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Having tools that work as hard as you do is very important in a homesteader’s life. Because there’s always more to do than we have hours in a day and if we can have a wee bit of help with that in our modern day kitchen and homes, then we should take full advantage.
As I get deeper and deeper into this self-sufficiency path of growing and making it ourselves from scratch, I know the advantage and need of having tools that help us do that. And because good friends share, I’m sharing my favorites, would absolutely replace in a minute if they broke.
This is episode #122 of the Pioneering Today Podcast where we teach families how to grow, preserve and cook their own food using old-fashioned skill sets and wisdom to create a natural self-sufficient home.
1.A pressure canner, but not just any pressure canner, an All American Canner. My husband listened to a podcast 3 Christmas’s ago and bought me this beautiful 21 and a 1/2 quart pressure canner. I’d had my old same pressure canner for over fifteen years, and it did get the job done (about 400 jars a year), but this upgrade has been amazing.
I can do 19 pints of beans at once. That’s a big deal when you grow and can all of your green beans for a year. Same amount of electricity, same amount of water, but 19 jars in one run instead of 7. That is a time and energy savings this homesteading mama adores. Plus, it actually reaches and maintains more efficiently than other models I’ve tried and used.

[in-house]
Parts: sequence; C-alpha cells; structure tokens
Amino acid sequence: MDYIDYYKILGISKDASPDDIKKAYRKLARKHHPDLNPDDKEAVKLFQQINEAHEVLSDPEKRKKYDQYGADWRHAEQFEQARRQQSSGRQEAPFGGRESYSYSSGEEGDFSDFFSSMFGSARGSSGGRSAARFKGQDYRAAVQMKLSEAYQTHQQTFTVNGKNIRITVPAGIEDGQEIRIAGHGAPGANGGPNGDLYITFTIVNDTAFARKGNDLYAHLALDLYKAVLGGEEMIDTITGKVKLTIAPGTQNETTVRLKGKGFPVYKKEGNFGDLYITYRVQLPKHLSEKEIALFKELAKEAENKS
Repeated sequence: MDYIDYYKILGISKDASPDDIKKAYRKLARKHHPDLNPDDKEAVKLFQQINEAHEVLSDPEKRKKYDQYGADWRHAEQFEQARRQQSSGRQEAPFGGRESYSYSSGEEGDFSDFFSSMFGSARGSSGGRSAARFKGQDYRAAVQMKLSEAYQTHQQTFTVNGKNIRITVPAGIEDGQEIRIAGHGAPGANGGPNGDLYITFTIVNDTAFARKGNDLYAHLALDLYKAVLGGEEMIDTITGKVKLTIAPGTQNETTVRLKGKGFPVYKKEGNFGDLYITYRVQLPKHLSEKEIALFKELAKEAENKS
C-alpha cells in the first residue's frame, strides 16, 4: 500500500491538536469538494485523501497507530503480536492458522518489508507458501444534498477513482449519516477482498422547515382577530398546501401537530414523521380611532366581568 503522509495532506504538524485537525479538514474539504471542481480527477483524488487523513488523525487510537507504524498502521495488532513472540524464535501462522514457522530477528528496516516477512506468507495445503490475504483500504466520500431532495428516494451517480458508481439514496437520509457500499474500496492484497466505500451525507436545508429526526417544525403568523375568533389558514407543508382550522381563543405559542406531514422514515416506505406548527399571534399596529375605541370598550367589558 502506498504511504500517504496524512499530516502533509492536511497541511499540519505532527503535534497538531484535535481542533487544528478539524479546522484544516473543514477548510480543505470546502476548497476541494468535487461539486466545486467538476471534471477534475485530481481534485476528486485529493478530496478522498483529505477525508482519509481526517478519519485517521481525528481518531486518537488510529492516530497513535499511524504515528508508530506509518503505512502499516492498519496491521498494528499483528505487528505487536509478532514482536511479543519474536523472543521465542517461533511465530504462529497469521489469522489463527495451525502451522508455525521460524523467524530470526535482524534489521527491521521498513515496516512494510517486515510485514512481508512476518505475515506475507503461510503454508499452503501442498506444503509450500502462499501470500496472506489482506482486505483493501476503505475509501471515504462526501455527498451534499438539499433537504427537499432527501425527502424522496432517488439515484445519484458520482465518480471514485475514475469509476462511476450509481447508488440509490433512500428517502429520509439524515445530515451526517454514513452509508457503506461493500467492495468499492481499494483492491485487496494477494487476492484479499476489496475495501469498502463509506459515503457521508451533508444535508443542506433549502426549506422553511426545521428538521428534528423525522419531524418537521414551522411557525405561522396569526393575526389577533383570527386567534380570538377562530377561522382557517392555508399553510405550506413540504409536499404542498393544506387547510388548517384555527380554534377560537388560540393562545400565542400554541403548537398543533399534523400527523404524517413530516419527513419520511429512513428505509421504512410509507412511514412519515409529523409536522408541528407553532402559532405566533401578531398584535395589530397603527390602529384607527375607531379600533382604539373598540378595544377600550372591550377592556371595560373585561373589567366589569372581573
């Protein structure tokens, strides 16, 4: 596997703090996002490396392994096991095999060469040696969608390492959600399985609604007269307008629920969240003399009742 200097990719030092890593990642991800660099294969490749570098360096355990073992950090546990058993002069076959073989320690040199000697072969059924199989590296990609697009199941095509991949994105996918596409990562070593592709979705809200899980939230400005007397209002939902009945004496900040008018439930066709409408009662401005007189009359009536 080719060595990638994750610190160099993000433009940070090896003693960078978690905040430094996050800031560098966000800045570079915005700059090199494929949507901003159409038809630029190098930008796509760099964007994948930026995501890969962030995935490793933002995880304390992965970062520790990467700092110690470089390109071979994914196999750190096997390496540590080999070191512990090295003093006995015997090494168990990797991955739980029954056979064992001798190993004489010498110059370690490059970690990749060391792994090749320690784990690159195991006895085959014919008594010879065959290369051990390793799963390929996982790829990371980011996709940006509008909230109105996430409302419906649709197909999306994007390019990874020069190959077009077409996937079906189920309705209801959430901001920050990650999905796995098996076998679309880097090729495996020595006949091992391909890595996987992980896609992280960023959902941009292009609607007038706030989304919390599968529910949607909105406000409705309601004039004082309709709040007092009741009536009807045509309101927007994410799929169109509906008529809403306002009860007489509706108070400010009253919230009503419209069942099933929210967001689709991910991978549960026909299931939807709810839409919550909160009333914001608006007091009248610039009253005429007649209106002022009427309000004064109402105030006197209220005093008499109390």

This All American Pressure Canner goes down as one of the best Christmas gifts ever.
2.The Instant Pot. Seriously, I am a late comer to the electric pressure cooking craze, but oh my friends, this is not your mama’s pressure cooking from back in the day. This baby is truly plug and go with just a few pushes of a button.
On Thanksgiving day we had an unexpected flood, as in all access roads were flooded and the planned trip to my in-laws was a no go. It also meant I did not have a thawed out turkey ready to go, but I did have 3 homemade pies so that counts, right?
I threw a whole frozen chicken (raised and harvested right here on our homestead) into the Instant Pot and within 60 minutes (including building up to pressure, cooking, and natural reducing pressure) my bird was done. Like fall of the bone, juicy, finger licking chicken done.
The pureed pumpkin in the pumpkin pie, cooked the pumpkin whole in the Instant Pot. I’m not kidding, I almost took it with us camping this summer for our week of family vacation… and when I saw another camper with theirs, I told my husband, “See, I should have brought it!”
For any real food, ain’t got time for complicated, cook in your life, the Instant Pot is a game changer.
In fact, between my home canned goodies and the Instant Pot, they pretty much are responsible for at least one meal a day here.
Here’s the exact model I have (and I’ve already bought one for a gift so far!)
3. Home Grain Mill. Yep, there’s nothing like grinding your own flour, spices, and even dried veggies up into fresh flour. I’ve been grinding my own flour for over five years and still get that wow factor every single time. Here’s my Grinding Flour and Beyond- the Homesteader’s Guide to Home Milling article.